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Relationship between a novel non–insulin-based metabolic score for insulin resistance (METS‐IR) and coronary artery calcification

Abstract

Background and aims

A novel non–insulin-based metabolic score for insulin resistance (METS‐IR) index has been proposed as a simple and reliable alternative insulin resistance (IR) marker, but its the predictive value in asymptomatic adults with coronary artery calcification (CAC) remains unclear.

Methods and results

We enrolled 1576 participants without cardiovascular disease (CVD), who underwent multidetector computed tomography. Logistic regression, restricted cubic spline models and receiver operating characteristic (ROC) curves were used to examine the association between METS-IR, the ratio of triglyceride to high-density lipoprotein cholesterol (TG/HDL-C) and triglyceride glucose index (TyG index) and CAC. In multivariate logistic regression analysis, the increase in METS-IR was independently associated with a higher prevalence of CAC (all P < 0.05 in Models 1–3). Furthermore, restricted cubic splines indicated that the significance of METS-IR in predicting CAC was higher than that of other IR indexes. In ROC curve analysis, without considering the P value, the area under the curve of CAC predicted by METS-IR was higher than that of other IR indexes (METS-IR, 0.607; TyG index, 0.603; TG/HDL-C, 0.577).

Conclusion

Compared with other IR indexes, METS-IR may have better discrimination ability in predicting the incidence of CAC in asymptomatic adults without CVD.

Peer Review reports

Introduction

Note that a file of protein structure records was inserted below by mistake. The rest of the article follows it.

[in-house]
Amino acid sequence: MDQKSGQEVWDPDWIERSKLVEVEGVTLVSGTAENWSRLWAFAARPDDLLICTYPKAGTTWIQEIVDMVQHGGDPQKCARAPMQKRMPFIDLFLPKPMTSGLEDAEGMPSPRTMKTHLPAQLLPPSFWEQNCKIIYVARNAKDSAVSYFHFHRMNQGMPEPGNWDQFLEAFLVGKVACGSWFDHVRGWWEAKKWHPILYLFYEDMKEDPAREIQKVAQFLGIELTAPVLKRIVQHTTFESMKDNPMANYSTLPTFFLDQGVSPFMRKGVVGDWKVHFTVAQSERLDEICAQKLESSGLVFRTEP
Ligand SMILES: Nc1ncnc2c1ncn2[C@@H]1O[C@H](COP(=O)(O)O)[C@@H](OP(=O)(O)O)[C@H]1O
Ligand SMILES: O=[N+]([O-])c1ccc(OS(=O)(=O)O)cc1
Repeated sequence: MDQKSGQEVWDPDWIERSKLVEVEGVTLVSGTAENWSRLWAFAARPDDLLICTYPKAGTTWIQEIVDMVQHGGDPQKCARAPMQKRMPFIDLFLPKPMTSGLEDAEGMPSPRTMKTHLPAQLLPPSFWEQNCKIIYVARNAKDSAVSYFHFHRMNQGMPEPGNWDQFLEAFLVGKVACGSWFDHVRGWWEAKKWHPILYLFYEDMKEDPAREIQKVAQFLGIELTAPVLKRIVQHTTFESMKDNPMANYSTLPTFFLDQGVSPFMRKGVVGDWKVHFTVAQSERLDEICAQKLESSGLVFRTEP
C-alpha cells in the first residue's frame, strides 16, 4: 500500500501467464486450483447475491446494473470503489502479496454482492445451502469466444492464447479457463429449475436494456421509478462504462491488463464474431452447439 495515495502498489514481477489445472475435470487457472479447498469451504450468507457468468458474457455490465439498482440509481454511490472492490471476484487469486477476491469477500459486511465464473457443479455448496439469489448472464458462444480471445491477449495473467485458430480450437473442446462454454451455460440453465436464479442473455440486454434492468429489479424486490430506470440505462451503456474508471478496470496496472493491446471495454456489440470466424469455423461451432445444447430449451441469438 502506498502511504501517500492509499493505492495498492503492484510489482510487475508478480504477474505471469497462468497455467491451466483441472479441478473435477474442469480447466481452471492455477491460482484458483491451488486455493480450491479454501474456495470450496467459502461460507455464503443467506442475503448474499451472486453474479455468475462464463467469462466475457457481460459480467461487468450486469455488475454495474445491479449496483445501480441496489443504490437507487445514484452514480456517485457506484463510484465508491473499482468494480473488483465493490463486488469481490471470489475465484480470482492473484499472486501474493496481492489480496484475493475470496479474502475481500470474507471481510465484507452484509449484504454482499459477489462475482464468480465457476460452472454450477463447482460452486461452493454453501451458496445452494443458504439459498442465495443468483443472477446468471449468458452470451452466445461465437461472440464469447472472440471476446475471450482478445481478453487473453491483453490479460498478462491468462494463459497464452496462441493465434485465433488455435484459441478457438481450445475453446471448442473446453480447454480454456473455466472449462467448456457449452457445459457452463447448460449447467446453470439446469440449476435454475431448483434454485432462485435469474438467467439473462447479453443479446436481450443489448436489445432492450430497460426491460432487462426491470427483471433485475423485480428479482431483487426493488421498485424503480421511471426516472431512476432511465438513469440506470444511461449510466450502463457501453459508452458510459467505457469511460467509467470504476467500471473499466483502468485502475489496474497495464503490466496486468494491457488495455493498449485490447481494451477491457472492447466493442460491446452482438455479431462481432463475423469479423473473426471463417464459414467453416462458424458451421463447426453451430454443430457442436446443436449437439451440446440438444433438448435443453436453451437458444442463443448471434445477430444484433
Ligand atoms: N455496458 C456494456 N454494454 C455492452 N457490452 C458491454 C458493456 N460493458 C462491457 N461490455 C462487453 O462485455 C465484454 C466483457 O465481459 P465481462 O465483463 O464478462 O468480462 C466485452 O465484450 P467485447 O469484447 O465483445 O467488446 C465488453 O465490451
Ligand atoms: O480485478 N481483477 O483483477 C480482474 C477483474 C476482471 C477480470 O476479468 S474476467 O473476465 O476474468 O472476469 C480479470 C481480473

At present, cardiovascular disease (CVD) has been established as the main cause of morbidity and mortality all over the world, which has greatly increased the physical and economic burden on people [1]. Over the years, although secondary prevention strategies for CVD including drug therapy, revascularization and rehabilitation have been broadly developed and applied, the risk of recurrence and mortality of cardiovascular complications is still comparatively high in patients with CVD, especially those with high risk factors [2]. Therefore, the primary prevention of CVD is particularly important, such as identifying and correcting risk factors in high-risk groups of CVD. Coronary atherosclerosis has been recognized as the leading cause of CVD, so timely detection and prevention of coronary atherosclerosis has become the main strategy for the primary prevention of CVD. Coronary artery calcification (CAC) is a highly reliable and robust biomarker for coronary atherosclerosis and is closely related to the traditional risk factors for CVD, which plays an important role in the primary prevention of CVD [3,4,5]. Several studies have unanimously indicated that CAC assessed by multidetector computed tomography (CT), an imaging technique used to noninvasively quantify coronary calcium, can be used as a reliable and repeatable predictor and prognostic factor for CVD, independent of other traditional risk factors [4, 6, 7]. Current guidelines also show that screening for CAC is very important to improve cardiovascular risk assessment and guide the use of preventive treatment in the middle-and low-risk populations without CVD and asymptomatic individuals [8, 9]. Therefore, it is very important to identify CAC and its risk factors if we want to develop new therapeutic targets and customize risk reduction strategies that match individual risk levels.